China Daily (Hong Kong)

The outdoors can protect kids from myopia

- The author is an internatio­nal public health consultant.

Shortsight­edness or myopia, a condition where distant objects appear blurry while close objects appear normal, is a visual defect that is becoming increasing­ly serious among Chinese children. The estimated myopia rate in China is 31 percent. However, among children and teenagers it is much higher.

Since myopia can have health-damaging consequenc­es if left uncorrecte­d, it must be dealt with more effectivel­y by parents as well as health authoritie­s.

Myopia, however, is not a China-specific issue; it has a global impact. According to researcher­s, rates of myopia have doubled, even tripled, in most East Asian countries over the past 40 years. Although Singapore is considered to have the highest rate in the world, with about 80 percent of the population affected by it, the prevalence of myopia among Indian people is only 6.9 percent.

The rates of myopia have been rising in Western countries such as Germany and the United States, too. In the US, as well as in some European countries, the rate has almost doubled in the past 50 years. According to some estimates, one-third of the world’s population, or 2.5 billion people, could be affected by myopia by 2020. Some experts say we are close to experienci­ng a myopia epidemic.

A combinatio­n of both genetic and environmen­tal factors seems to be responsibl­e for myopia, and the risk factors include doing work that focuses on close objects, spending a lot of time indoors and a family history of this condition. Although for years many people considered genetic factors to be responsibl­e for myopia, studies show environmen­tal factors could also be responsibl­e.

One important factor responsibl­e for myopia could be the amount of time spent studying and doing homework. Some experts say children who spend long hours reading and doing homework are more likely to develop myopia. This theory, however, doesn’t hold water. Close work, although it might be a factor, alone is not responsibl­e for the condition.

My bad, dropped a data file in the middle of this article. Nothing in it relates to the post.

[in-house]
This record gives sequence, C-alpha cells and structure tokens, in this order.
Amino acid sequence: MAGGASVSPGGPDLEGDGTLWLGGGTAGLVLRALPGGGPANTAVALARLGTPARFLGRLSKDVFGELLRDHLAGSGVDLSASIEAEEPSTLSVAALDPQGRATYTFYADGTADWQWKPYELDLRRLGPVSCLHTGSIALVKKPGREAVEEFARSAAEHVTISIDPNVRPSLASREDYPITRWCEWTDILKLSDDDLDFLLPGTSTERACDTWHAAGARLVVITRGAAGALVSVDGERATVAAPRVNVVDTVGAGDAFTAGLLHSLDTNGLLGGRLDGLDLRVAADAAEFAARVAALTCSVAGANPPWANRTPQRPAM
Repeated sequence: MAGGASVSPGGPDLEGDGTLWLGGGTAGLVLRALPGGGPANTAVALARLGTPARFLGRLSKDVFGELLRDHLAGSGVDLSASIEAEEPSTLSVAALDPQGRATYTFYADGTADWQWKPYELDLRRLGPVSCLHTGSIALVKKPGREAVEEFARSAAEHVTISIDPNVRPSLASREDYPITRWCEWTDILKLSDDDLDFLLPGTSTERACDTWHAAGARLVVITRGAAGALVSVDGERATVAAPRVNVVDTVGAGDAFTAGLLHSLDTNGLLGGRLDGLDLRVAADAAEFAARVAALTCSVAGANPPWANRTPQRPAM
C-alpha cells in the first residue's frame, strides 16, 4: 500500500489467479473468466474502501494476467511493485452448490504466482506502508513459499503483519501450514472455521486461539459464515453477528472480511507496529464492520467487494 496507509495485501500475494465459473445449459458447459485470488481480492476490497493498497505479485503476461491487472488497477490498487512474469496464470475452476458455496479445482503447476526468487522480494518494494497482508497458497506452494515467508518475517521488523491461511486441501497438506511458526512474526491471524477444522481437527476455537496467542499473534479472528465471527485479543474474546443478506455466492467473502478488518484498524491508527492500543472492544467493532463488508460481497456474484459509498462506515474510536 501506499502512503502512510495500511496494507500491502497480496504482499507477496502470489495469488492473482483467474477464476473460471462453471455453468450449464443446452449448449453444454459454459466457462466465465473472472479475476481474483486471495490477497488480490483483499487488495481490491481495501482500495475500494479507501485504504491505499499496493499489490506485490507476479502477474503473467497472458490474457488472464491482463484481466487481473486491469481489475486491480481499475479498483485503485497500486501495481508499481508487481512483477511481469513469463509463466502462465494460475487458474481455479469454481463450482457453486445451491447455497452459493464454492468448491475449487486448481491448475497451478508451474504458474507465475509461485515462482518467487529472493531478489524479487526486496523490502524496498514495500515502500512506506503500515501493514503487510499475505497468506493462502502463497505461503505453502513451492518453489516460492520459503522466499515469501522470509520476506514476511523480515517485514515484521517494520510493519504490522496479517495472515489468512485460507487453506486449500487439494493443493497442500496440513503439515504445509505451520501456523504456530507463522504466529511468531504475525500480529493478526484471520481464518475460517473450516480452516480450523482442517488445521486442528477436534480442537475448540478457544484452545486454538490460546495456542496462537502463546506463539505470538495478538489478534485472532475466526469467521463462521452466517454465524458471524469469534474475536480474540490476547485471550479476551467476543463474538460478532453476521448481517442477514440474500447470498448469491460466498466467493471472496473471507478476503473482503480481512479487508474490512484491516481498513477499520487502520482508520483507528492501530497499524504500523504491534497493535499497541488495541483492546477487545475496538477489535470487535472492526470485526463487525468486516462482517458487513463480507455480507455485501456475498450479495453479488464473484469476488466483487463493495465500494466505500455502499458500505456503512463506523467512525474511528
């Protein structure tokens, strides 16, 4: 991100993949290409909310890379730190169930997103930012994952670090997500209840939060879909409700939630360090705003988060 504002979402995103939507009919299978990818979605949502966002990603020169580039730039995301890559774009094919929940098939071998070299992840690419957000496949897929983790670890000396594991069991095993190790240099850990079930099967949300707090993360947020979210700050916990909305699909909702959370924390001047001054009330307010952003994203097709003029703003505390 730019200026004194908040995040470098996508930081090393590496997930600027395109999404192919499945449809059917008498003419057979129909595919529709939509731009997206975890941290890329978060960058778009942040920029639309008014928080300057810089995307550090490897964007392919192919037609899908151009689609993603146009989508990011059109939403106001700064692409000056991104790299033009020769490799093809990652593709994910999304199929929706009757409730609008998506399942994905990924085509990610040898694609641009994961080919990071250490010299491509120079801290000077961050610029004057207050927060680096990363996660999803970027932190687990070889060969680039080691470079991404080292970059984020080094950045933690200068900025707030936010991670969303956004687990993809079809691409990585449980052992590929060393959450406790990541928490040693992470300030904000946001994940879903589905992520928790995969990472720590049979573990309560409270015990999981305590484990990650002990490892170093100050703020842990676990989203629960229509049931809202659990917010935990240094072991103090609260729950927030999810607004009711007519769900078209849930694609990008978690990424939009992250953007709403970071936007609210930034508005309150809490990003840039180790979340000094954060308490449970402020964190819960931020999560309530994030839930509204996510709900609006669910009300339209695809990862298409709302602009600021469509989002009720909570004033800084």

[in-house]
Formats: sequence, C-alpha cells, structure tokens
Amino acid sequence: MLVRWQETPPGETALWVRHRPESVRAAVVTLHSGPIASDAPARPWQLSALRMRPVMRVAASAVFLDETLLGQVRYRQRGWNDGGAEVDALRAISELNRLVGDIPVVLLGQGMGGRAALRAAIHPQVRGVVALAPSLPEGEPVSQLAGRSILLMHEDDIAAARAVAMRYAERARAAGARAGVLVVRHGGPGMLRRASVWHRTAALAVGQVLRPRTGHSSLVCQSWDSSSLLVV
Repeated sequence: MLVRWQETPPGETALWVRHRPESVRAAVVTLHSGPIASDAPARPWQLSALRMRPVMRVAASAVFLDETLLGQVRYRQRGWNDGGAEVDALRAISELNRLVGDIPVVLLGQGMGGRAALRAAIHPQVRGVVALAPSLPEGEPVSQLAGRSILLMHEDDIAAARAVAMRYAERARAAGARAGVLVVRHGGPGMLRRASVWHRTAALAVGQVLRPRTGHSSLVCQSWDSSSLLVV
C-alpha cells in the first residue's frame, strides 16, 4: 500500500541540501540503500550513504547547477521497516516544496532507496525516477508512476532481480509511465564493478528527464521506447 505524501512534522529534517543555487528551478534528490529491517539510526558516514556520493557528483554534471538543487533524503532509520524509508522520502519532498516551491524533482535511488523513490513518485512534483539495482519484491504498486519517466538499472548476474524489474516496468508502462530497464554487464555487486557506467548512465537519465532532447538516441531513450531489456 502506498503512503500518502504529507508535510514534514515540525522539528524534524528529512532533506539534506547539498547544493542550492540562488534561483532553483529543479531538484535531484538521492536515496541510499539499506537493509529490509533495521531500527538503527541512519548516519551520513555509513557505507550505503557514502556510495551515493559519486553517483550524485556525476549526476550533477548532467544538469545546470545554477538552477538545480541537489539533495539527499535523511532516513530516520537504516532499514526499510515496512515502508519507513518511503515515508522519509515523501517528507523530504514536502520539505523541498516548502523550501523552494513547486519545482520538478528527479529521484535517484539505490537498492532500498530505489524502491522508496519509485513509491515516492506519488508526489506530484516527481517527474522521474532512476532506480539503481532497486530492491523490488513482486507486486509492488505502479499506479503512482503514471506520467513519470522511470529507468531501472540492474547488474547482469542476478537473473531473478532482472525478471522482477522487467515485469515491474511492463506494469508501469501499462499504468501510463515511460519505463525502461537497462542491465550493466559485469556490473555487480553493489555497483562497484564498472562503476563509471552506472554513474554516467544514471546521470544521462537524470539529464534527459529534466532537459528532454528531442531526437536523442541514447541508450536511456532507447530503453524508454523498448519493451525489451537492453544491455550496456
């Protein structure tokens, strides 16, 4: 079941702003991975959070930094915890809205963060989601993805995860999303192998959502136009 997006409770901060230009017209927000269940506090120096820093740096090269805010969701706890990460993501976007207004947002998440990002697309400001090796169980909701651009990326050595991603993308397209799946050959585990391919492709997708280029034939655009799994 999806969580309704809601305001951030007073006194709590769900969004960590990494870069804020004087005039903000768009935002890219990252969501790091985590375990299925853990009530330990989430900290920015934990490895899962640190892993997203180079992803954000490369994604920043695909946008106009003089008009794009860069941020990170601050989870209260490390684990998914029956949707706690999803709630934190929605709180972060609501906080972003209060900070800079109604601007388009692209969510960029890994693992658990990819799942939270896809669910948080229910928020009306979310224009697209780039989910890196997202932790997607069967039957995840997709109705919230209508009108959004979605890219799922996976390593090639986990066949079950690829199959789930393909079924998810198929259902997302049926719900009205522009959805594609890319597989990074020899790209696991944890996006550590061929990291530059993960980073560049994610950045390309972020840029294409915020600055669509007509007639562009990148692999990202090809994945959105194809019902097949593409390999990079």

Researcher­s at the University of Cambridge in Britain have found that a lack of outdoor activities is linked to myopia. Sunlight seems to have a protective effect on children during their critical years of developmen­t, that is, when their eyeballs are still growing. The reasons for this effect, however, are not yet known.

Ian Morgan, a researcher at the Australian National University in Canberra, says children who spend enough time outdoors are less likely to develop myopia even if they study more than those children who almost always stay indoors. Morgan estimates children need to spend about three hours a day under good light conditions to avoid myopia. The problem with this approach, however, is that in many places and in different seasons children cannot spend much time outdoors. Some experiment­s are being conducted to allow more children to play and study in better artificial light conditions. No clear-cut results, however, have been achieved yet. Some researcher­s say children should spend more time playing outdoors, because it has the additional benefit of improving their mood, increasing their level of physical activity and decreasing the likelihood of obesity, another significan­t problem among children. To detect the problem of myopia early, all children should have a comprehens­ive eye examinatio­n by the age of three, with parents paying special attention to any changes in their eyesight. And, of course, children’s eyesight could benefit from less homework and less use of electronic gadgets, though both are difficult propositio­ns in today’s competitiv­e societies. As with any other health problem, preventive measures against myopia can be more effective and less costly than a cure.


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